Factual Guilt vs. Legal Guilt

When people talk about “defending the innocent” or “defending the guilty” they’re talking about factual guilt — did the person do what he’s accused of doing? — rather than legal innocence or guilt — has the government proven beyond a reasonable doubt that the defendant did what he’s accused of doing (and that no defenses apply)?

The distinction is crucial to an understanding of how and why I do what I do.

Whether they did what they’re accused of or not, everybody I represent in trial is legally innocent; they remain that way unless the government can prove them guilty beyond a reasonable doubt (either in a jury trial or with a guilty plea).

Whether my clients are factually innocent or factually guilty — whether they did what they’re accused of doing — isn’t directly relevant to their defense. Often in America factually innocent people are found guilty; more often (I devoutly hope) factually guilty people are not found guilty.

It doesn’t matter much to me whether my clients did what they’re accused of; what matters most is whether the government can prove its case against them.

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0 responses to “Factual Guilt vs. Legal Guilt”

  1. Ok, so if the defendant is actually innocent (he/she did not commit the crime) but found legally guilty (court proved that he/she did), the defendant will still perform their sentence?

  2. “more often (I devoutly hope) factually guilty people are not found guilty.” I devoutly hope that you meant it the other way around! haha!

    • No. I meant it the way that I wrote it. Please read the entire sentence again: I devoutly hope that the acquittal of a factually guilty person is a more common occurrence than the conviction of a factually innocent person.

      • Ohhhhhhh! hahaha. Got it! The grammatical structure in that paragraph was a little misleading… But thanks!

          • “Often in America factually innocent people are found guilty; more often (I devoutly hope) factually guilty people are not found guilty.”

            Are you telling me this is good english?! Really? Cus if you think so, that’s sad. Read it again yourself. I have a couple of things to say to you, sir.
            1) You’re a stubborn man
            2) You just had to refuse to edit it even when 2 out of 5 people who commented on your blog said your article was “confusing” or “misleading.”
            3) When inquired, you were able to clarify yourself with fewer words with better sentence structure!

            “I devoutly hope that the acquittal of a factually guilty person is a more common occurrence than the conviction of a factually innocent person.”

            So why didn’t you use that to edit your blog?! (sign of your stubbornness)

            4) It’s not a habit for me to make a fuss out of something so trivial, but when I saw your cockiness, I just had to.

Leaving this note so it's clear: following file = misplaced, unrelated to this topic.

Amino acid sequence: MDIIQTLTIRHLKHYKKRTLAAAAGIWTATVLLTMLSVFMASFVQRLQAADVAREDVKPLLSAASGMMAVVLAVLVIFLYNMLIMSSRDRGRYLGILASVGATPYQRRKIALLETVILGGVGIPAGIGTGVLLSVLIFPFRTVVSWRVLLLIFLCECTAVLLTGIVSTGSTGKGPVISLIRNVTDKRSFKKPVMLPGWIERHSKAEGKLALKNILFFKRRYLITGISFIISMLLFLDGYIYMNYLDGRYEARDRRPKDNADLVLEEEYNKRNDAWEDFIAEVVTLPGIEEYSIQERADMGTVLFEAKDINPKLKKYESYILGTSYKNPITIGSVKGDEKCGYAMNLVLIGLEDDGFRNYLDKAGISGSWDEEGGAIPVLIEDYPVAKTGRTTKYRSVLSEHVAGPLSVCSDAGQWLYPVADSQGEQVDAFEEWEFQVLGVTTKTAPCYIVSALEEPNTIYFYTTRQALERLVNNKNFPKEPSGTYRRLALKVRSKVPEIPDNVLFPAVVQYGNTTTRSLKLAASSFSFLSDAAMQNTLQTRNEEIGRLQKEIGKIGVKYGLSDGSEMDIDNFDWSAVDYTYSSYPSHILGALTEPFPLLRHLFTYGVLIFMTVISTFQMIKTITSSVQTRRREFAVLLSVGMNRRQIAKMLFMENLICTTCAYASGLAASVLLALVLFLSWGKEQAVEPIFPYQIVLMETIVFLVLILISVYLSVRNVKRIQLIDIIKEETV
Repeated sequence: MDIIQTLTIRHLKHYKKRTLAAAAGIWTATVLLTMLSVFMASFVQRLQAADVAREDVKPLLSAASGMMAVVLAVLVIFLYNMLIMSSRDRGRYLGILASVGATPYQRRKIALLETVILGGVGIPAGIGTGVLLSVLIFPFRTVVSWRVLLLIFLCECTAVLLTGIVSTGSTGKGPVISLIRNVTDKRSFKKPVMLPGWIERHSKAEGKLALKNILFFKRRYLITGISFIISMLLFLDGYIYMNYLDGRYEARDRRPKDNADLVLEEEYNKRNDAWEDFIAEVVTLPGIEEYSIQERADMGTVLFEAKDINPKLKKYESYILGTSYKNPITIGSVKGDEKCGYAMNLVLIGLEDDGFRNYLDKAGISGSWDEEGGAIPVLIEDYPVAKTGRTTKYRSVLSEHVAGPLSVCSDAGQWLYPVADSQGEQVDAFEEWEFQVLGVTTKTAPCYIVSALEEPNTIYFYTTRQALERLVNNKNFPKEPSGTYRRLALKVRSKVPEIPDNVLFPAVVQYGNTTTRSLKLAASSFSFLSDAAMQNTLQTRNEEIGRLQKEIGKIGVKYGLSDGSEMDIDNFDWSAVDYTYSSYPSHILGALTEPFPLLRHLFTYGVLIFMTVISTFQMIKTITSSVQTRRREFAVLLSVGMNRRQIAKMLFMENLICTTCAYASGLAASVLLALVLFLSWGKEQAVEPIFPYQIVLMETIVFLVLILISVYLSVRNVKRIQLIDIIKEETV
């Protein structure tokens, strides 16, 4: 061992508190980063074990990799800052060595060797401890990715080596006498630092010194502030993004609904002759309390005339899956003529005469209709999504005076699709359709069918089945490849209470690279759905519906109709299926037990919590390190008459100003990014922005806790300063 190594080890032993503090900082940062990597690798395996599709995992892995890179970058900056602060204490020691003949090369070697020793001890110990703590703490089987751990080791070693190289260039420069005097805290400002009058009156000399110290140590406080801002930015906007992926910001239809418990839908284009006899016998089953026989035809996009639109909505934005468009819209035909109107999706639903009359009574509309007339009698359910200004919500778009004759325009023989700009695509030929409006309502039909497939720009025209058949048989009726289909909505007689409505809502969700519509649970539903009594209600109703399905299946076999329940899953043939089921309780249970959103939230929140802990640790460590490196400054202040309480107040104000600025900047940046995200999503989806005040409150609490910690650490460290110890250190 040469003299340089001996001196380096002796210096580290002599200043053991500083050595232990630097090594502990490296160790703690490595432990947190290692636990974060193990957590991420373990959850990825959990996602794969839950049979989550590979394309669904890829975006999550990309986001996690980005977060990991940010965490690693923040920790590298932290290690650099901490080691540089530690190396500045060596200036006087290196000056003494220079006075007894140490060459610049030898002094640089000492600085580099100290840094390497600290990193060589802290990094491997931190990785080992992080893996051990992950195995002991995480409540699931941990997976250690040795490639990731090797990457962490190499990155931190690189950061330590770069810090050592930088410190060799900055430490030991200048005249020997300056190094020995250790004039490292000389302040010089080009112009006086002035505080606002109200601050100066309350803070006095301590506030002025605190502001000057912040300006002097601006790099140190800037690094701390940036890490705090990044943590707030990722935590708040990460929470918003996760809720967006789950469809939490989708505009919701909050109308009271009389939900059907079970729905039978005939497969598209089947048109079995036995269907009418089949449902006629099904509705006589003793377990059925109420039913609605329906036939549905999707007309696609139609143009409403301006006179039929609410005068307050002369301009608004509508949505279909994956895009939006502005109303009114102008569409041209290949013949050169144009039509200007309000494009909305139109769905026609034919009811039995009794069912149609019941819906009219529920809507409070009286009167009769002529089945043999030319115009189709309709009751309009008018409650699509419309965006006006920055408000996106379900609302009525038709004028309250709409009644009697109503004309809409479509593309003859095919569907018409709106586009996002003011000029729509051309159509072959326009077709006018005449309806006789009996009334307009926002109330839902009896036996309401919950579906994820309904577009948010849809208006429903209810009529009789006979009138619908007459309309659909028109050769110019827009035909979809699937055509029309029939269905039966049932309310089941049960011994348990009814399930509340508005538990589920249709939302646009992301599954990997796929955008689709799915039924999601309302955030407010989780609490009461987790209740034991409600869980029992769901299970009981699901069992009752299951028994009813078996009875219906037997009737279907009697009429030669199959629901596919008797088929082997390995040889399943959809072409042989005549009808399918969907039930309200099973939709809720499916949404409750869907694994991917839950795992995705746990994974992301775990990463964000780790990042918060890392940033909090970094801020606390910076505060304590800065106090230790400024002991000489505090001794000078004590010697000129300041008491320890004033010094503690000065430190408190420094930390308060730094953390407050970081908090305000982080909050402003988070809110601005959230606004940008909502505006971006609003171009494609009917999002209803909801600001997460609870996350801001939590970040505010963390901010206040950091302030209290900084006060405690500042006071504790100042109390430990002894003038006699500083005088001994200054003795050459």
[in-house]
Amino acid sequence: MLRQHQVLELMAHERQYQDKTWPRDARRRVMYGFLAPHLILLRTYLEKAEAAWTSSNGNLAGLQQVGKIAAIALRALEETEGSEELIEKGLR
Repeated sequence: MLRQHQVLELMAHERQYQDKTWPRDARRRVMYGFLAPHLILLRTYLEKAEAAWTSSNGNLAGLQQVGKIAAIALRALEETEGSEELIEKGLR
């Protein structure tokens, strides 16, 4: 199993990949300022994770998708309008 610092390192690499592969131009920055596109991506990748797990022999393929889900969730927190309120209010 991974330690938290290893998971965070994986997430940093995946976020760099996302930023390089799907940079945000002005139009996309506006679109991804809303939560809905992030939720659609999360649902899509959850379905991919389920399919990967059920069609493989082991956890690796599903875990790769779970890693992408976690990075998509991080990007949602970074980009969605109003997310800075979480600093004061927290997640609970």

5) You may be an excellent attorney, however, mistakes happen to everybody. And when they do happen, it’s our job to humble down and accept it as our mistake — and not be a jerk about it.

            Good day!

          • Yes, this is good English, in exactly the way that “You may be an excellent attorney, however, mistakes happen…” is not. Parentheticals are tricky.

            More than five people have read this post. Two—one of whom was anonymous, started his comment with “omg,” and ended it with “lol,” and therefore does not count—have complained.

            The balance either understood my sentence structure, or misunderstood it but thought it reasonable and consistent that I hope for factually guilty people to be found not guilty (since that’s a safety margin for the factually innocent).

            I also am not writing for the very small minority of readers who have occasional trouble with my sentence structure. If everyone were able to understand me, I wouldn’t be writing up to my full potential.

            If I’m feeling benevolent I’ll clarify, as I did here, but I’m probably not going to make changes to a four-and-a-half-year-old post because a couple of people complain.

            A stubborn jerk? Okay. Toss “arrogant asshole” in there too. I’m okay with it.

  3. Mr Bennett,
    Stumbled onto your blog while trying to decipher the difference in factual guilt as opposed to legal guilt.

    Although opposed to our current form of juris prudence and the American legal system, it’s laws and execution, I find the study and reading of man made laws to be fascinating.

    I’ve misplaced the book that discussed law around the world from the viewpoint of a particular culture and the difference in justice and mercy and am amazed how different cultures perceive right and wrong.

    Thanks for your blog.
    Rodney Halley